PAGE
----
Every once in a while, a tour comes together that pairs artists whom you wouldn’t necessarily think of as an obvious match, but that makes so much sense once you see the alchemy of their pairing in action. This year’s dual-headline of genre darlings Thrice and Bayside is one of those tours. As bands who got their start planted firmly in the punk side of alternative, they certainly both brought that fierce energy you would expect from a punk show — but it’s the added artistry of the styles they later evolved into that really made for a special night.
After a fitting introduction of Belinda Carlisle’s classic “Heaven Is a Place on Earth,” Bayside triumphantly took the stage to blast out an old fan favorite in “The Walking Wounded,” a track whose alternating heavy-light-heavy-light dynamic set a perfect tone for what was to come. After playing a few older cuts, the band then kicked out some newer jams, including the chaotically catchy “Prayers” and “Interrobang” from 2019’s excellent Interrobang album, as well as the grooving and slightly-spooky newest single, “Strangest Faces.”
It was by this point in Bayside’s set that you could clearly tell the fans in attendance were having an absolute blast, as seen by the dozens of crowdsurfers and barricade-liners alike screaming out every word of high-energy bangers like “Sick, Sick, Sick” and “Duality” with a sweat-soaked, fiery passion. But, of course, all good things must come to an end, and what better way could Bayside possibly end such an incredible set than with their self-titled album’s most iconic pieces, “Blame It on Bad Luck” and “Devotion and Desire.”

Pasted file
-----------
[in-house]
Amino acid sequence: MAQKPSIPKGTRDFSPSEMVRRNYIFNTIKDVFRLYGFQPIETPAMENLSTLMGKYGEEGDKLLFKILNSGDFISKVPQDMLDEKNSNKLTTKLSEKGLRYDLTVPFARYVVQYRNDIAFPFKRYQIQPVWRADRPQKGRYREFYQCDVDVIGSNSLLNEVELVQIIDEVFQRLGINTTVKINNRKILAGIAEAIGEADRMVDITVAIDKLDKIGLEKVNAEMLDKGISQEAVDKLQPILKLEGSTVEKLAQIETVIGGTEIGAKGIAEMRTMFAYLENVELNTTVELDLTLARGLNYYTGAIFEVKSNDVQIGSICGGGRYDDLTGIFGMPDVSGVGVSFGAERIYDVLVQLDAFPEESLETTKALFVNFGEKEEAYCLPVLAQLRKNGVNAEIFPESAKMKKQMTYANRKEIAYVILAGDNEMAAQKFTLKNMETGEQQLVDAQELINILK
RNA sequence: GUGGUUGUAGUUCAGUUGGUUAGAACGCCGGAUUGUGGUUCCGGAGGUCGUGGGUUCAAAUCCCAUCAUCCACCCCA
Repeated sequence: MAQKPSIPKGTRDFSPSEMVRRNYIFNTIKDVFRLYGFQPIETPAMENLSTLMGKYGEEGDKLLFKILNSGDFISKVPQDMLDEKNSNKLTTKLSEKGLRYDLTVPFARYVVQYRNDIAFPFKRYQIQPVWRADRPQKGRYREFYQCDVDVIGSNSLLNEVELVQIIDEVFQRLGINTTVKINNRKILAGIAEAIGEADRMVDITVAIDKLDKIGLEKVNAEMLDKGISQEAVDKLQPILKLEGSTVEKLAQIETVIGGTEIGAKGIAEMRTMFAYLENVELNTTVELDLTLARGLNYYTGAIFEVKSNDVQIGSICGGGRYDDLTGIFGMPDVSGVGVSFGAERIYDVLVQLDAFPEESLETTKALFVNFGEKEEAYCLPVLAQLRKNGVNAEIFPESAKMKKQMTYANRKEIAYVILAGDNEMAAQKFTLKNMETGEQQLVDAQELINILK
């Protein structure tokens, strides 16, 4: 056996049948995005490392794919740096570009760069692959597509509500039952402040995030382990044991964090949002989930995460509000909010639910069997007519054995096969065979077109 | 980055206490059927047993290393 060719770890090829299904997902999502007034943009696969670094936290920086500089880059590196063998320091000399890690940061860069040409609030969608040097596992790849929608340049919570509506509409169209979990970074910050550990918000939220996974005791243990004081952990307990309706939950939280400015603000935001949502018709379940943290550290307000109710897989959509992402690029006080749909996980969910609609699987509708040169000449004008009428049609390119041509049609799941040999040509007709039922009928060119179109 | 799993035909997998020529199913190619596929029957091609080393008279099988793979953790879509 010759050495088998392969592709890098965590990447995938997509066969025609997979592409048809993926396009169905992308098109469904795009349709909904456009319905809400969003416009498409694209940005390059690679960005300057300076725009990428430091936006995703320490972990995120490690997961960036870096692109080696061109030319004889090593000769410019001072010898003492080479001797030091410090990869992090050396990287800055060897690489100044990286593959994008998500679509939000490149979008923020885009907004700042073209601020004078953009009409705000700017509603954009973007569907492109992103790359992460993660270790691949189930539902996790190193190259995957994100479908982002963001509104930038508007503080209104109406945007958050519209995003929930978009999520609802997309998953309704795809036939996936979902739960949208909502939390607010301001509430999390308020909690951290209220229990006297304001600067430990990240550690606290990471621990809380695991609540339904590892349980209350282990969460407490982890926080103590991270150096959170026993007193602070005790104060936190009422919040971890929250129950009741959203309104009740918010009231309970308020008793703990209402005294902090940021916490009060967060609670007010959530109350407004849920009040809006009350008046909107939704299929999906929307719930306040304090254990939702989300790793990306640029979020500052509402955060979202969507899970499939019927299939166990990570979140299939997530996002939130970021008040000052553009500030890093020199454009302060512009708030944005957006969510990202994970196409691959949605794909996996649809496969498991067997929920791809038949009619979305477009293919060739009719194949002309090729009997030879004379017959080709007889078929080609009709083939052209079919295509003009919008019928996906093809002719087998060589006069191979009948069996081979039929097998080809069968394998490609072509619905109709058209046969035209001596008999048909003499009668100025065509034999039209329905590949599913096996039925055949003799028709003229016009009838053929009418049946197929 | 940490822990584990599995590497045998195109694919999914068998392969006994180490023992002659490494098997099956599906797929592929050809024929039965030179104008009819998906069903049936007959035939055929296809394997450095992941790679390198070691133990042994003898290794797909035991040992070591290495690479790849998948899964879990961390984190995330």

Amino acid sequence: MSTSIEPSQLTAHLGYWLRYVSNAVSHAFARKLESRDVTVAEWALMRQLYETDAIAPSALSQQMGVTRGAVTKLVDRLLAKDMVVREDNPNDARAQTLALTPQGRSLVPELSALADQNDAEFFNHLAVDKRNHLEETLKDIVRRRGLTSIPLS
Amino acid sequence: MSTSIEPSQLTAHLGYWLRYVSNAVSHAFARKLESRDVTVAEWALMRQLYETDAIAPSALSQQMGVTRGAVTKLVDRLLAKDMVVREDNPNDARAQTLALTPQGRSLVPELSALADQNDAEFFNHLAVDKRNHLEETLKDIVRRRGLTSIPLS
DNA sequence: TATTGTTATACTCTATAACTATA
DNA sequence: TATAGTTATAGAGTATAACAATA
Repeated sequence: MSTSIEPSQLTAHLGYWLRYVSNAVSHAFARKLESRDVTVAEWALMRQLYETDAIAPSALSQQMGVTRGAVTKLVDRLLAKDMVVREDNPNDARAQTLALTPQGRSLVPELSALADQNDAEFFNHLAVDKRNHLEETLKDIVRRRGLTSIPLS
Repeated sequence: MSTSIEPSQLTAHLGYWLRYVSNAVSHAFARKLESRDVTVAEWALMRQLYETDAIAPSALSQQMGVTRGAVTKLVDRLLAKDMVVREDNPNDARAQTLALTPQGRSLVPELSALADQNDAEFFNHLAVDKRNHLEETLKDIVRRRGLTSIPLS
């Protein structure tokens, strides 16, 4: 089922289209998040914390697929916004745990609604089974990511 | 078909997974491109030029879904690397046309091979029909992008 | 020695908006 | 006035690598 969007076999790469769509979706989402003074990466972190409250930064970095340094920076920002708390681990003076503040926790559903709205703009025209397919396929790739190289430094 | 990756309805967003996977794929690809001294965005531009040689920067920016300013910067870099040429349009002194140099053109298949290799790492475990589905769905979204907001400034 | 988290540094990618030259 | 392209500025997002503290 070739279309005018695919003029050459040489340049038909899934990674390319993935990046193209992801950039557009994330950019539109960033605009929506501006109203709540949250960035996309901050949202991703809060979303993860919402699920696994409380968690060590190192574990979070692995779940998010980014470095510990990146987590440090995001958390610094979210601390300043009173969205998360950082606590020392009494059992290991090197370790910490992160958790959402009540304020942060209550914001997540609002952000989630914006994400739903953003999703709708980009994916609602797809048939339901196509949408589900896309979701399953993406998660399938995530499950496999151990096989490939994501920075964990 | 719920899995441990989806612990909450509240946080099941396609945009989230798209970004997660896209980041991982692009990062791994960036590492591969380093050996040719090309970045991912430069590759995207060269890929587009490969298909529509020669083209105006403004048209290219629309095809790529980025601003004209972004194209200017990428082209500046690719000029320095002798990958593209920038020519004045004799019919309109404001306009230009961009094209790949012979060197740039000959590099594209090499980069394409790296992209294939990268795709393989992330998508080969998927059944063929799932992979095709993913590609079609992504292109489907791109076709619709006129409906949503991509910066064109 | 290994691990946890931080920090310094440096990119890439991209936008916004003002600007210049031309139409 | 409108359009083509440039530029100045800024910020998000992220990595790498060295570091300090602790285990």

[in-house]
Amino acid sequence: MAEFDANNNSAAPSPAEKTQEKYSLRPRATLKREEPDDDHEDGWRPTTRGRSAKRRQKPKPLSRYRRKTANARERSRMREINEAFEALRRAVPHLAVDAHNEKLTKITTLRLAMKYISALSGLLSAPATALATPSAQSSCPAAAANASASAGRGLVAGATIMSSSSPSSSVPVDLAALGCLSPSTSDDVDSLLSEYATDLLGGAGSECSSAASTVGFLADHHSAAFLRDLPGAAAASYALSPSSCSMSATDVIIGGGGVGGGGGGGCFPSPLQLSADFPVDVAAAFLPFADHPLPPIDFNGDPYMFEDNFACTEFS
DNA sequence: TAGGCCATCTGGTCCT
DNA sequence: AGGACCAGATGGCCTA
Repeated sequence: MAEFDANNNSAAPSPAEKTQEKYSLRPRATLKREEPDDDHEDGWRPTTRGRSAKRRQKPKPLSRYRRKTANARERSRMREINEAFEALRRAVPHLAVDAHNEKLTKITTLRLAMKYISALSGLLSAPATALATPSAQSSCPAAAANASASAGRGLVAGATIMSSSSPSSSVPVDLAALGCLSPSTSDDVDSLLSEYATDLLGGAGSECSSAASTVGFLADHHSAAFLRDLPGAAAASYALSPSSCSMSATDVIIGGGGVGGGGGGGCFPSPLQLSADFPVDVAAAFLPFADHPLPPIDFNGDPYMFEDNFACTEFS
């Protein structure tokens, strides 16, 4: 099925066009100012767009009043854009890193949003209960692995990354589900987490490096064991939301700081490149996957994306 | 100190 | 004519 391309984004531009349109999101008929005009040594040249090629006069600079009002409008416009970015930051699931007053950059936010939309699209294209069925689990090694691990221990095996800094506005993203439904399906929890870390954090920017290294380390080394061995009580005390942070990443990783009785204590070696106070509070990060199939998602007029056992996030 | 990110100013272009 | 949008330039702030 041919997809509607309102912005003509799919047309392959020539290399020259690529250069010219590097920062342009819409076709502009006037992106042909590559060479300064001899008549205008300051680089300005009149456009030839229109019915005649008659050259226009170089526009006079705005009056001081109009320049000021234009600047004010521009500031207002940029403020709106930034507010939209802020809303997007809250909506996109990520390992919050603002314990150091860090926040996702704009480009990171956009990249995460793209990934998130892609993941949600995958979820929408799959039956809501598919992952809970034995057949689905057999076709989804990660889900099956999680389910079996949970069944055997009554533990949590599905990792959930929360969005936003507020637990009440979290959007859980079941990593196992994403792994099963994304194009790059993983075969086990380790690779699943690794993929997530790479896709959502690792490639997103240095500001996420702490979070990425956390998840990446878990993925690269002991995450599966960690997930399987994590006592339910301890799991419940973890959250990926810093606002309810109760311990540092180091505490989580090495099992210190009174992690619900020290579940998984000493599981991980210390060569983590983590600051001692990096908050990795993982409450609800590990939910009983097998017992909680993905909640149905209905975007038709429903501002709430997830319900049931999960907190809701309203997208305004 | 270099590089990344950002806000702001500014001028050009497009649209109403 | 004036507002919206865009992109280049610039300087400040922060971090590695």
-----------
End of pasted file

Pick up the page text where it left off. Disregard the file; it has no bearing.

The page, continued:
So, to say that Bayside didn’t exactly make themselves an easy act to follow would be an understatement. Thrice, however, were more than up to the task. Opening up their set with a brilliant, career-spanning trio of the entrancingly sludgy “Firebreather,” the instant-classic, fan favorite “Black Honey,” and the epically beautiful “Promises,” Thrice made it abundantly apparent that they came to kill. And kill they did, especially once the Albany, NY crowd heard the first notes of the timeless “The Artist in the Ambulance” and dutifully belted out every word until they simply didn’t have the breath to continue.
After following that up with the melodic, pulse-pounding newer cut “Summer Set Fire to the Rain,” the band settled back into some old, punky classics in the amazing “Stare at the Sun” and “Between the End and Where We Lie” before going back to their newer, more rock-centric sound with the ever-moody “Still Life” and the sorrowful “Hurricane.” It’s honestly amazing to behold the way that Thrice can seamlessly switch between the highly variable styles on display across their catalog. You wouldn’t think they could pull it off, but they absolutely do. And after playing a hard-edged cover of The Beatles’ “Helter Skelter,” Thrice’s closer of “The Earth Will Shake” — a song that perfectly sums up their entire range of sound in four minutes — made sure that no one could possibly claim otherwise.
This tour wasn’t a pairing that seemed obvious when it was announced, but it worked so well. Thrice and Bayside are badass bands. This was true when they started two decades ago, and it’s every bit as true still today. If you get the chance to catch them on this tour, or any other tour for that matter, do it.